A New Method in Brazil Uses Drones as Crime Scene Investigators

Drones can be the first to arrive at the scene of a crime and look for evidence.
Fabienne Lang

You've most likely watched a detective movie or tv show at some point, so you'll be well versed in the typical crime scene: A detective arrives and starts surveying the cordoned-off area. This survey has to be done quickly and meticulously before any outside factors can tamper with the scene.

However, in real life, environmental circumstances such as wind or rain can sweep in and ruin valuable evidence. Sometimes, even the investigators or special forensics can contaminate the crime scene.

So, a team of researchers in Brazil has started to look into a new investigative option: drones. 


How could drones be more helpful for crime scenes?

The research is still in its first stages, however. But, as drones could arrive more quickly by flying directly to a crime scene, they could scan the area and use the stereo and camera onboard to capture evidence.

The brain behind the project is Pompílio Araújo, a criminal expert for the Federal Police of Brazil, who is responsible for documenting and recording crime scenes exactly as they are found. 

Araújo also works as a researcher at the Intelligent Vision Research Lab at the Federal University of Bahia. In creating this specific drone, Araújo aims to make the initial recording of crime scenes easier, more accurate, and faster.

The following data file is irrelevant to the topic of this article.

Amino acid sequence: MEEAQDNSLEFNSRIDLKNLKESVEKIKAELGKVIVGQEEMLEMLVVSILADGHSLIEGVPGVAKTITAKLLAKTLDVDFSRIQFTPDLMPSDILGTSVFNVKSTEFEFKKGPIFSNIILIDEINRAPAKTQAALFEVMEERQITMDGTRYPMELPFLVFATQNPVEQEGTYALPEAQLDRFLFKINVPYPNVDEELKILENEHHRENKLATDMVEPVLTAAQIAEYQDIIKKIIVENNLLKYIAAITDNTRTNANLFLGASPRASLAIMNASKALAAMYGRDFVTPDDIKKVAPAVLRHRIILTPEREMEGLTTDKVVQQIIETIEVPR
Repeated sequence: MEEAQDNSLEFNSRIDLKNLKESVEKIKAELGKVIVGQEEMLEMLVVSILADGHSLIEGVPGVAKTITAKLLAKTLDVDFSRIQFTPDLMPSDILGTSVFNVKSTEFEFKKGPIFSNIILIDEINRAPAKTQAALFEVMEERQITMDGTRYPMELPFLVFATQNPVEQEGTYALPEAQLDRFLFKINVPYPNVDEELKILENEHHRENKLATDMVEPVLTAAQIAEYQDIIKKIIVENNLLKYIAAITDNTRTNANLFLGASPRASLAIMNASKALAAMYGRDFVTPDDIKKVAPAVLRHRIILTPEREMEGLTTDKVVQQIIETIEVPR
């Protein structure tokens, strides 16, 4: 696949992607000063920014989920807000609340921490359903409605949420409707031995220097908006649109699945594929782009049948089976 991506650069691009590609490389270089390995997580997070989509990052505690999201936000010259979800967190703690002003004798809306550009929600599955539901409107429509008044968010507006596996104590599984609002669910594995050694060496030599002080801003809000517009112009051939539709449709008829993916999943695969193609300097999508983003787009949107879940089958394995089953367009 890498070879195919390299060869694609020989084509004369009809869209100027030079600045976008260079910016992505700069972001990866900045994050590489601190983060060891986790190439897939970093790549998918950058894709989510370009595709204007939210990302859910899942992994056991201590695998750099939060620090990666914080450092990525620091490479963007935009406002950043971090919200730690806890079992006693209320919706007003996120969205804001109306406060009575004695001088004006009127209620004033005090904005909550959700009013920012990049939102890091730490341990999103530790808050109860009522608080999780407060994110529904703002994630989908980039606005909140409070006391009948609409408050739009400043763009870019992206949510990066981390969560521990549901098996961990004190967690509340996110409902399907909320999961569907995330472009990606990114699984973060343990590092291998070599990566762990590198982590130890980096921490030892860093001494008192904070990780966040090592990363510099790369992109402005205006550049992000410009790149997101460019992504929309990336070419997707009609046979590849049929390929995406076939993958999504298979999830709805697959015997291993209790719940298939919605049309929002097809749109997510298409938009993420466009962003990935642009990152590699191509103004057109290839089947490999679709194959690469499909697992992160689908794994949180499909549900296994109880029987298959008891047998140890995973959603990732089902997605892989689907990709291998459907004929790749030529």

The drone would be able to record the evidence from above, swooping in low, and snapping the scene from different angles. 

Called the AirCSI, the drone system begins by scanning the area, uses a stereo camera, as well as a visual self-localization mapping system (SLAM) to monitor where the drone is located. 

"Initially, the drone [flies] at a height that can take a broad view of the crime scene and detect some larger pieces of evidence," explained Araújo. This information was based on his first study.

At the moment, the drone is able to detect guns, but the hope is to train it to identify other objects, weapons, and even blood stains. 

Now, Araújo and his team have developed the drone to include a second camera, which is trained to capture evidence from different angles. This new part of the study is published in IEEE Geoscience and Remote Sensing Letters.

In this new system, the drone can calculate the area surrounding the evidence, taking into account its potential relevance and size. Then, the drone flies in a zig-zag motion, sweeping the area multiple times so as to collect even more data on every bit of evidence.